Study Suggests That Arbitrator Background and Claimant Representation Affect Securities Arbitration Outcomes
Stephen J. Choi, Jill E. Fisch and Adam C. Pritchard have posted a paper on SSRN entitled “The Influence of Arbitrator Background and Representation on Arbitration Outcomes.”
The conclusion states:
In this study we examine the relationship between an arbitrator’s background and the outcome in securities arbitration. For the public arbitrators, we find that industry experience and status as a professional arbitrator are correlated with statistically significant decreases in arbitration awards. This decrease, however, is tempered when claimant is represented by counsel. We also find that prior experience as a regulator for the public arbitrators is correlated with a statistically significant increase in arbitration awards. We do not find substantial evidence that the presence of an attorney for the respondent mitigates this effect. Turning to the industry arbitrator, we find that industry arbitrators with regulatory experience correlate with a statistically significant decrease in arbitration awards. This effect, however, is mitigated when the claimants have an attorney.
Our findings have important implications for how FINRA regulates arbitrator background into the future. Our most consistent finding is that representation by counsel can reduce or eliminate the effect of arbitration background on arbitration outcomes. Supporters of arbitration often highlight its streamlined proceedings and lower costs compared to litigation as an advantage for small claimants. Our findings suggest that, even with streamlined procedures, claimants who lack attorneys are disadvantaged.
August 13, 2012
Discovery Sanctions Order in Apple Patent Litigation
U.S. District Judge Leonard Davis of the Eastern District of Texas imposed sanctions last week on Apple for halting a deposition of one of its employees, Mr. Allié, in a patent dispute. Might be of use for civil procedure professors looking for a current example for teaching purposes. Below is the portion of the order setting forth the sanctions:
(1) Apple must pay VirnetX’s reasonable attorneys’ fees and costs associated with responding to Apple’s motion for a protective order and the filing of VirnetX’s motion for sanctions;
(2) Apple must produce Mr. Allié for completion of his deposition at a time and location selected by VirnetX, all costs of such deposition to be paid by Apple. Apple shall not, through counsel or otherwise, further communicate in any way with Mr. Allié regarding the patents about which the witness was testifying prior to termination of his deposition. To the extent Apple has communicated with Mr. Allié about the patents since his deposition was terminated, Apple and Mr. Allié are deemed to have waived any privilege they might otherwise assert as to these conversations, and the witness will truthfully answer any and all questions regarding any such communications between Mr. Allié and Apple or any of its counsel, employees or representatives. Apple is precluded from asking any questions of the witness with regard to the comparison of the two patents.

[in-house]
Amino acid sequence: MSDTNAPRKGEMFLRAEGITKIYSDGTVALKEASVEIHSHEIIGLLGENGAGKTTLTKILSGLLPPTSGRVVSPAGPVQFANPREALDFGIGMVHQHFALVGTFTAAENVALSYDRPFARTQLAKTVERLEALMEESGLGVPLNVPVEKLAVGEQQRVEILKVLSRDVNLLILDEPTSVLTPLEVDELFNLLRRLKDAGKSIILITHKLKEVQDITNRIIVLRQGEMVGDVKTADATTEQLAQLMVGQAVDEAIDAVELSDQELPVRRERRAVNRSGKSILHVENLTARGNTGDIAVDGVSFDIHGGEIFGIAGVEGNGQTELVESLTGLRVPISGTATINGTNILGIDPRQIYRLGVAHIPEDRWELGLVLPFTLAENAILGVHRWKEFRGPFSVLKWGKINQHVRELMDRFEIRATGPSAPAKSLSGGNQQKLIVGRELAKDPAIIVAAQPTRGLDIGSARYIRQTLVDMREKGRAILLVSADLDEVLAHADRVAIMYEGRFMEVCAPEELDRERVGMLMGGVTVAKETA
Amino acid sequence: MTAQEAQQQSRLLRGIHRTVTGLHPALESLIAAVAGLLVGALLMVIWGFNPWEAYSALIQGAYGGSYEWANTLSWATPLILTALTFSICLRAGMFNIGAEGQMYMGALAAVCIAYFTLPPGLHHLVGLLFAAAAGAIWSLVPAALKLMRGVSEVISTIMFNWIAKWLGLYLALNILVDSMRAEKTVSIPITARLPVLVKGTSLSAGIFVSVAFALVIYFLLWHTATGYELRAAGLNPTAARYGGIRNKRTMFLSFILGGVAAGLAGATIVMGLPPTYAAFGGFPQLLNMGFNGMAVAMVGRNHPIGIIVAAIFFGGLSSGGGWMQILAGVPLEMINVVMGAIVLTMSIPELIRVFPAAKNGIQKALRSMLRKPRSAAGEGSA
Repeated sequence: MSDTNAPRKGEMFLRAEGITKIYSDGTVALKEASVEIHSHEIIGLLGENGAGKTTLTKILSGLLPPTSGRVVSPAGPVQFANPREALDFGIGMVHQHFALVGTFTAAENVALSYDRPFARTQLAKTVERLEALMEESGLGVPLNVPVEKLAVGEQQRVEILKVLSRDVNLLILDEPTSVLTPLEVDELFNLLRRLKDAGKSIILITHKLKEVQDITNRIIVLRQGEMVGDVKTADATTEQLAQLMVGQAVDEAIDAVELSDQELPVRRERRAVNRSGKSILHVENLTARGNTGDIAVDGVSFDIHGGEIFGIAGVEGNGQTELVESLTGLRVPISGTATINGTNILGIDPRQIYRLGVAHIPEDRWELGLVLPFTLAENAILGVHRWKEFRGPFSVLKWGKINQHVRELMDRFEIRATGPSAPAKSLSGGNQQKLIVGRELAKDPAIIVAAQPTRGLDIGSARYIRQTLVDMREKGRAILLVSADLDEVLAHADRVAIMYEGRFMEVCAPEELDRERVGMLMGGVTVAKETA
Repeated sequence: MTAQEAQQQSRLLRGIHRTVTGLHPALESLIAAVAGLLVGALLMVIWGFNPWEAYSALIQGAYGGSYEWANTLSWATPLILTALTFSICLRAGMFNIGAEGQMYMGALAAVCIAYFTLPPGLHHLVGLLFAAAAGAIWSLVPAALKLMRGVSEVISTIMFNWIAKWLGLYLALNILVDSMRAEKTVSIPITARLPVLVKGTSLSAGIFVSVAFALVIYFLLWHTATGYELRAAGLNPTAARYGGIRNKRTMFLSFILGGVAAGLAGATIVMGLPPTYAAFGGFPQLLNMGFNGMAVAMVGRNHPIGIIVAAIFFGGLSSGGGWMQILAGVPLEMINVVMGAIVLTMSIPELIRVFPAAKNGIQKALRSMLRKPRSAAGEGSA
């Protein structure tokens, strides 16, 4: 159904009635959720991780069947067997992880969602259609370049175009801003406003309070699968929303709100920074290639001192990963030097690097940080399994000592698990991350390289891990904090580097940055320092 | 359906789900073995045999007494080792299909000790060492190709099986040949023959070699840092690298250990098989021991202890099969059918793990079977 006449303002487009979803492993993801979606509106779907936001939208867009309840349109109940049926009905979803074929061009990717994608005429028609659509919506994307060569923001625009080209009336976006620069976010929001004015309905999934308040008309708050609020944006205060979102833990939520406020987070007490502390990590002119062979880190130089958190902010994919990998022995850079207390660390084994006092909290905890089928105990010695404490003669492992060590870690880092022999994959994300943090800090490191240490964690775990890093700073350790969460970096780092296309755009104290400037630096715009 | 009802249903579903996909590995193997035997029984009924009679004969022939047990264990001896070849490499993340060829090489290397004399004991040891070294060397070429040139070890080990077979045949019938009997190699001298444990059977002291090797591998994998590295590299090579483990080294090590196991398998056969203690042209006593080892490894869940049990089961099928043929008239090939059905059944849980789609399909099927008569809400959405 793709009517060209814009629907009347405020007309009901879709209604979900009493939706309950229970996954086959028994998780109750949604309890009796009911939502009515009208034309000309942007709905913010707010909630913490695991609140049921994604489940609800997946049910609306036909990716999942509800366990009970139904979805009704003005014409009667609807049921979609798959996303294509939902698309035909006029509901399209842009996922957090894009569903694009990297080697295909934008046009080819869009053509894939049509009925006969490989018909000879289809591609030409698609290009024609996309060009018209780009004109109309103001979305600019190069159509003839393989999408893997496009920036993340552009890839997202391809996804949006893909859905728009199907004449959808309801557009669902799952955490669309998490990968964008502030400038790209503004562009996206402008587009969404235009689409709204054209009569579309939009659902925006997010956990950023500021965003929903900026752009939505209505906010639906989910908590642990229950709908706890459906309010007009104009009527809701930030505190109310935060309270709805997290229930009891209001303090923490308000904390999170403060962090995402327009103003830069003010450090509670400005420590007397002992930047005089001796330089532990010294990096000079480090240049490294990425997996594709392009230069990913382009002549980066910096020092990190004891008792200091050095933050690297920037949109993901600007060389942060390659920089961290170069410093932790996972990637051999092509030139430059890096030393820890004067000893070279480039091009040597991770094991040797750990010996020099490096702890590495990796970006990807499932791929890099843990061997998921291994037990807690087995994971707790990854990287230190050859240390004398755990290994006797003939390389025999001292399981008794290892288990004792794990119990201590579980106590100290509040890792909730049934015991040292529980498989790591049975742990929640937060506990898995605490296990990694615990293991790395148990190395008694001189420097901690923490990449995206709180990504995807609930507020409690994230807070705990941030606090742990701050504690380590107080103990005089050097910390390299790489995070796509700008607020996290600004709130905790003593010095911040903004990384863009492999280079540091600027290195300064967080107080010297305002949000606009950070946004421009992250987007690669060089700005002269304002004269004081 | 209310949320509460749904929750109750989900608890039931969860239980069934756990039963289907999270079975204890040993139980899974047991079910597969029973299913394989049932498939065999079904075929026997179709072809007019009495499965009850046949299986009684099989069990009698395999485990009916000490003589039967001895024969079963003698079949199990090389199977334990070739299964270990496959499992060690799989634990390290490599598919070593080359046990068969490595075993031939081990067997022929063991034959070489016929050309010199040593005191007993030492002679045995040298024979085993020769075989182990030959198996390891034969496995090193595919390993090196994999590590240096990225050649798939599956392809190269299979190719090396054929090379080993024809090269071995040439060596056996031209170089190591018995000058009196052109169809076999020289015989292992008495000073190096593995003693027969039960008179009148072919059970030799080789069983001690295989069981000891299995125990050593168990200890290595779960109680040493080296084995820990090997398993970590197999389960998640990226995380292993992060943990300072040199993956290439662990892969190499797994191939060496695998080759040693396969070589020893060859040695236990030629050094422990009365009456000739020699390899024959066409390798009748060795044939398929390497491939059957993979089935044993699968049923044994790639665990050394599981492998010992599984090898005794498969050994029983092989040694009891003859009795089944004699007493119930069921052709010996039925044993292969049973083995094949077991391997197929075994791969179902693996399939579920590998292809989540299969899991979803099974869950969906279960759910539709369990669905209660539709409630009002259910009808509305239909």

(3) However, in lieu of Sanction #2 above, Apple may elect the following sanction and no further deposition of Mr. Allié will be taken:
a. Apple is precluded from calling Mr. Allié at trial, or providing any rebuttal or counter-designations from Mr. Allié’s deposition testimony regarding the comparison of ‘225 application and ‘135 patent; and
b. The Court will give the following adverse inference instruction to the jury at an appropriate time during the trial:
“During the deposition of Mr. Allié, counsel for VirnetX asked questions related to comparison of VirnetX’s ‘135 patent and Apple’s ‘225 patent application. Counsel for Apple improperly terminated the deposition and did not permit Mr. Allié to answer these questions. You may, although you are not required to, infer that had Apple’s counsel not terminated Mr. Allié’s deposition, the testimony provided would have been unfavorable to Apple, and that Apple’s counsel’s reason for terminating the deposition was to prevent such unfavorable testimony from being presented to you in this case.”
This choice of sanctions allows Apple to complete the deposition and avoid the adverse inference instruction, but prohibits it from potentially profiting from having stopped the deposition.
(Hat Tip: Beth Thornburg, via twitter at @btSMU)